11 November 2008

Government issues statement over falling prices

A statement has been issued today (November 11) by the government over recycling in England in the wake of a top-level meeting to address the impact of the economic downturn on the recycling sector.

Demand and prices for some materials have now dropped significantly and we want to ensure that this does not undermine public confidence in the value of recycling, nor lead to unacceptable environmental consequences

 
Defra, EA and WRAP

Produced by Defra, the Environment Agency and WRAP, in consultation with industry, the statement acknowledges that demand and prices for some materials have dropped “significantly” and that the bodies expect increased storage of some materials in the short term. The devolved administrations have also been consulted on the statement.

As a result, Defra and its recycling organisation WRAP have made it a priority to maintain public confidence in recycling, further promote waste minimisation, focus on producing high quality recyclables and discourage sending any materials to landfill.

And, they state an intention to “avoid actions which exacerbate the situation whilst markets stabilise”.

Guidance 

The statement follows meetings between Defra and the other bodies with the waste management industry on November 11 and and comes ahead of the publication of EA guidance which is expected to help councils and waste management firms with the storage of recyclables (see letsrecycle.com story).

Defra explained: “We expect that there may be increased storage of some materials in the short term and the Environment Agency is issuing helpful guidance on its approach.

“In making decisions, local authorities and their contractors will want to ensure that they have a home for materials that is being stored in the short term, that the storage won't compromise the environment and doesn't lead to deterioration in the quality of the materials that will further reduce their recyclability or value,” it added.

LGA 

Defra, the EA and WRAP also revealed that the LGA would be issuing advice to local authorities in England later this week on practical measures that can be taken, and that WRAP would continue to monitor the situation and make information “regularly available”.

The statement concluded: “We will continue to work together in the best interests of the environment, to monitor developing markets and to keep this situation under review.”

Reaction

Immediate views from within the recycling and waste management sector were that the statement from Defra, the Environment Agency, WRAP and NISP did perhaps not go far enough to address the current situation and was in some ways window-dressing and a way to ensure that statements were available to reassure the public about the need to continue recycling.

However, there were thought to be conflicting views amongst the industry as to whether the government should intervene with some businesses thought to prefer little government involvement with an acceptance that the marketplace will be resolved in one way or other.

The full statement is as follows:

Markets for recyclable materials

This statement has been produced by the main bodies concerned with recycling in England – Defra, the Environment Agency, the Waste & Resources Action Programme (WRAP), and the National Industrial Symbiosis Programme (NISP), in discussion with representatives from industry.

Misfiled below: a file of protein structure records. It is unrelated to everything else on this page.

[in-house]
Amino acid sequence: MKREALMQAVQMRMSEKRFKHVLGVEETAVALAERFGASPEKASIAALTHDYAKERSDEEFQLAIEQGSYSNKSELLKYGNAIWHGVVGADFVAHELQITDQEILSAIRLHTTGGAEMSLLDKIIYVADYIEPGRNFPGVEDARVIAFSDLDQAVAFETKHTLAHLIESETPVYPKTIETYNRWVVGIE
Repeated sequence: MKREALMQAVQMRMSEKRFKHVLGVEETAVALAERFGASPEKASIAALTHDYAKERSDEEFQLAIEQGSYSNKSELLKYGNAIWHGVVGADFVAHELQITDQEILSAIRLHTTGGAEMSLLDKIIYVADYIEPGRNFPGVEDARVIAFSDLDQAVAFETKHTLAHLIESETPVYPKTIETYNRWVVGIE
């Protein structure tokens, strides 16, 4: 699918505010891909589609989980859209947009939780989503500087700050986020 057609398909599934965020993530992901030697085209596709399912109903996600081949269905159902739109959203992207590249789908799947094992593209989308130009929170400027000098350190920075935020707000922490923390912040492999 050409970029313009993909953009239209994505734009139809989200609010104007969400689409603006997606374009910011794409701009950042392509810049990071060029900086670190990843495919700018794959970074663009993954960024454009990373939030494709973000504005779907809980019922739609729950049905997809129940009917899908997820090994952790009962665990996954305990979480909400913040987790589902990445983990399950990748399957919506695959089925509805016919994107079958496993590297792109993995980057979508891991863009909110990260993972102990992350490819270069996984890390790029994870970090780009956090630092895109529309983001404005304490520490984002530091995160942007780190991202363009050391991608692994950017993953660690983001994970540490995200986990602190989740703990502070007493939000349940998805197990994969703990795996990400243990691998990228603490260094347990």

Our performance on increasing recycling and reducing reliance on landfill has improved significantly in recent years. We have also seen increased demand for recyclable materials for developing economies, reflected in the unprecedented rise in the value of these materials earlier this year. Demand and prices for some materials have now dropped significantly and we want to ensure that this does not undermine public confidence in the value of recycling, nor lead to unacceptable environmental consequences.

Resource efficiency and waste prevention are even more important during the economic downturn. Our priorities are therefore:

• To further promote waste minimisation
• To maintain public confidence that recycling is worthwhile to ensure continuity of collection systems for recyclables
• To focus on producing high quality marketable recyclables
• To ensure any storage of recyclables doesn't undermine the environment or public health or the recyclability of those materials
• Where the traditional markets for recyclables have contracted, to encourage recovery and disposal options towards the top of the waste hierarchy – i.e. landfill as a last resort
• To avoid actions which exacerbate the situation whilst markets stabilise.

Dialogue between waste producers (including local authorities) collectors and waste processors is crucial, to ensure the right quality of material. The storage of recyclables at sites regulated by the Environment Agency is a normal part of the secondary materials business. We expect that there may be increased storage of some materials in the short term and the Environment Agency is issuing helpful guidance on its approach.

In making decisions, local authorities and their contactors will want to ensure that they have a home for materials that is being stored in the short term, that the storage won't compromise the environment and doesn't lead to deterioration in the quality of the materials that will further reduce their recyclability or value.

The Local Government Association (LGA) is issuing advice to local authorities in England later this week on practical measures that can be taken.

Next Steps

WRAP will continue to monitor markets and prices to make information regularly available. We will all continue to work together in the best interests of the environment, to monitor developing markets and to keep this situation under review.

 

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